Let's get these into your swatch library. Select each set of colors, one row at a time, and add them to the swatch panel as a New Color Group by clicking the little folder icon in the Swatches panel. Name the group whatever you'd like, and make sure to set them as Convert Process to Global. A folder will be created for the row of colors.
It's important that the swatches progress from light to dark in a similar fashion for all color groups. This will make coloring much faster. And setting them as globals makes changing the hue painless if you aren't happy with some of your color choices.
Or just download the color palette swatch library used in this tutorial.
5. Color In Between the Lines
Once all the line work is done and you're happy with the spaces, it's time to start coloring. You'll remember this from elementary school — not much has changed — except this time you'll be using Illustrator's Live Paint Bucket tool to quickly fill in between the lines.
Select all your lines, including the border rectangle, and choose the Live Paint Bucket (K) tool. As you mouse over the selected lines, the cursor will show a few swatches and the text Click to make a Live Paint group. Do it.
Once the live paint group has been created, mouse over everything and explore a little. You'll notice each region of your art will highlight when moused over. The live paint bucket understands which areas can be filled based on your line work. Feel free to deselect everything (Ctrl+Shift+A or ⌘+Shift+A), the art doesn't have to be 'selected' for the live paint bucket to work.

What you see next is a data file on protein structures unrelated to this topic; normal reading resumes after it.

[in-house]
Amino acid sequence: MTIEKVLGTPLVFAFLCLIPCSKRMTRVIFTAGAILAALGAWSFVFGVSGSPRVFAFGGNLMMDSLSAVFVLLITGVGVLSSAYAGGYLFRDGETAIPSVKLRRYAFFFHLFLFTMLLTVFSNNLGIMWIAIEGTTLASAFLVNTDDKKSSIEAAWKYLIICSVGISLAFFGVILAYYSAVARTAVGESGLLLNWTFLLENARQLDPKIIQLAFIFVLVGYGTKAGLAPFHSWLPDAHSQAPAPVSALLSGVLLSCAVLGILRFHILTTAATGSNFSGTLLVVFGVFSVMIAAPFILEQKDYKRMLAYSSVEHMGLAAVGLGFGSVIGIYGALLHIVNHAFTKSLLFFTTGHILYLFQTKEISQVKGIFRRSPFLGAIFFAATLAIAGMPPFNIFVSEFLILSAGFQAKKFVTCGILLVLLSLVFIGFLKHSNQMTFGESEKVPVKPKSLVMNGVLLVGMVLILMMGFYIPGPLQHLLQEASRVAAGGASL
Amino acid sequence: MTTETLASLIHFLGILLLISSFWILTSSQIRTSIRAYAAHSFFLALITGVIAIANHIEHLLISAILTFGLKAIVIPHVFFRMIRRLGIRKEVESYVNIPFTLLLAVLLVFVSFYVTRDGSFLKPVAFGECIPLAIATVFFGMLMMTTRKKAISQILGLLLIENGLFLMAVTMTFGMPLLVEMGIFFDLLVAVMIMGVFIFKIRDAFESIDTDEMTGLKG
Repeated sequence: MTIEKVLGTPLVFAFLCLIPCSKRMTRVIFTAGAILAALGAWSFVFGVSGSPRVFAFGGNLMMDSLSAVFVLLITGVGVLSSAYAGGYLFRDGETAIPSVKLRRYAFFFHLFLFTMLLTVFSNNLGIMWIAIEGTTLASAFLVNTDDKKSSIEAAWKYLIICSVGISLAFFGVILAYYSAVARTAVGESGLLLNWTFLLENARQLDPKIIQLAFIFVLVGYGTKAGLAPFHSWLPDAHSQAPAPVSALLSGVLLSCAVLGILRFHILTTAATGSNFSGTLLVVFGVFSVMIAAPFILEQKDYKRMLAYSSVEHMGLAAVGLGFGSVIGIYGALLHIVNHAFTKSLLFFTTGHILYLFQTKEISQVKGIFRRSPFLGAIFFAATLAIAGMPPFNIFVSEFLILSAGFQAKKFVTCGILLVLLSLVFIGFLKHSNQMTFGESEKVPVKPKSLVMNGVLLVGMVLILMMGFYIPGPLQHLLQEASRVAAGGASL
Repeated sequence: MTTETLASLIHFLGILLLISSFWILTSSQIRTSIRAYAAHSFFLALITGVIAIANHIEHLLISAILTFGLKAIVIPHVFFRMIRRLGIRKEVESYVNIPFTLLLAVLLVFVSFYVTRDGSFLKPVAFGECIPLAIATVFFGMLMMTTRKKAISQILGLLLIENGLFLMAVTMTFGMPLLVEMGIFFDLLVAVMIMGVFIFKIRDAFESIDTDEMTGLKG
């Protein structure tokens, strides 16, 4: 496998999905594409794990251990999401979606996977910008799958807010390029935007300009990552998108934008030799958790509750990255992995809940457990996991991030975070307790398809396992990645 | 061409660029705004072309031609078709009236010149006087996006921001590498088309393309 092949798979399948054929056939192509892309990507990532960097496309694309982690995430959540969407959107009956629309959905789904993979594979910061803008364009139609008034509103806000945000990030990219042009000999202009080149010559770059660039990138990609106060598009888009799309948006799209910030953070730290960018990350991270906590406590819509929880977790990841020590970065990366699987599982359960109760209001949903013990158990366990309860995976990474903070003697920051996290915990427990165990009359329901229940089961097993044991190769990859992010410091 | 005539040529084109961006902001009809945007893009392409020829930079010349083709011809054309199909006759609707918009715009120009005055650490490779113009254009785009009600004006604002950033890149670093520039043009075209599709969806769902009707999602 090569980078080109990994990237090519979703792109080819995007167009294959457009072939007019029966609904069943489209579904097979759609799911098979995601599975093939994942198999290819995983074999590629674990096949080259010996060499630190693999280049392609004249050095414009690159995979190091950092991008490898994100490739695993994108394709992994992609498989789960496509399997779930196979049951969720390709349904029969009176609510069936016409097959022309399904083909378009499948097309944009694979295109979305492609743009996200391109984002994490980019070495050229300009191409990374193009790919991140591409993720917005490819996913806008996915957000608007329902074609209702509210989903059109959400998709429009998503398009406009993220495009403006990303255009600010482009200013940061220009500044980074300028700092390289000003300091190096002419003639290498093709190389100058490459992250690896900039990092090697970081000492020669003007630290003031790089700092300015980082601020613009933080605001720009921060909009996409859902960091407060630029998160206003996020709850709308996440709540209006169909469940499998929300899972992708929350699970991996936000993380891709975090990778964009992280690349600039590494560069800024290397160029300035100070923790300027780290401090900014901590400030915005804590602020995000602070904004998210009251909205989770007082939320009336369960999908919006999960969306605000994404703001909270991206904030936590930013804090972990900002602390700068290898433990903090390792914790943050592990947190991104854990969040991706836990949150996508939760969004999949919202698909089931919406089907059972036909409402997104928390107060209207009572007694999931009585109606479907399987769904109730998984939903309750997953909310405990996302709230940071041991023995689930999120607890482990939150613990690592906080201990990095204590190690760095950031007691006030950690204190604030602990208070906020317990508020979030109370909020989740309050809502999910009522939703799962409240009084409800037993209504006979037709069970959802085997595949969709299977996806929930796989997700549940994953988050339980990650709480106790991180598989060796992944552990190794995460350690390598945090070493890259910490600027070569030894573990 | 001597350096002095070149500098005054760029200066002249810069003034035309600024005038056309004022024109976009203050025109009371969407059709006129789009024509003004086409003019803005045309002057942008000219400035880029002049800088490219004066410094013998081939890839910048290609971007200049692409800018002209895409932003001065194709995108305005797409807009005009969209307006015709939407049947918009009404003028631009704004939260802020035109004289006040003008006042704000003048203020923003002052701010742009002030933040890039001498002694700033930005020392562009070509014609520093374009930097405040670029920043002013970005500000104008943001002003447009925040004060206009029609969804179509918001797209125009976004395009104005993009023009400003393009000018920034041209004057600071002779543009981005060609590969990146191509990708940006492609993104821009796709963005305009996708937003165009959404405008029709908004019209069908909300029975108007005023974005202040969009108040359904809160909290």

With the live paint bucket tool active, select a color from your palette using the arrow keys on your keyboard and then click the region you wish to fill. Because the color swatches are set up in a specific order, using the arrow keys to navigate the palette is very fast — it's easy to shift hues up or down and go lighter or darker.
You'll be filling in each region with a similar tone from the swatches. Use the highlights and shadow areas from your source image to determine how light or dark your chosen color should be. It really doesn't matter which color you choose; as long as the overall tone is similar and the highlights and shadows are respected.
Clicking and dragging can be used to fill large areas if needed. You can also fill a region with no color to make it transparent again, or even ALT+click (eyedropper) to select a color that's already been placed.
As more of the original image gets covered with color, you might get a little lost or want to go back over a section to recolor. Not to worry, switch to Outlines (Ctrl+Y or ⌘+Y) to hide all the color fills to see the reference photo underneath. Because the reference photo is on a Template layer, it will remain visible even in outline mode. Press Ctrl+Y to return to GPU Preview.
6. Fine Tuning
Once you've completed filling in the regions, take a peek at how everything looks without the outlines. Select the Live Paint Group and set the outline to nothing.
Looking pretty good? See any areas you may want to define a little more? Double click the Live Paint Group to isolate it. You'll know you're in the right place when the top of the window says you're in the Live Paint Group.
Use the Direct Select tool to move the lines and points to alter the color boundaries; you'll see the filled colors do a good job adjusting to these changes. You can also add additional lines while in the Live Paint Group to create new boundaries and more detail.
That's pretty much everything you need to complete your very own WPAP. With just a reference portrait and a bunch of lines, it's fast and painless to make your own pop art portrait. Let me know if this tutorial was helpful to you, and be sure to check the live Twitch stream to see me work through designs like this (and more).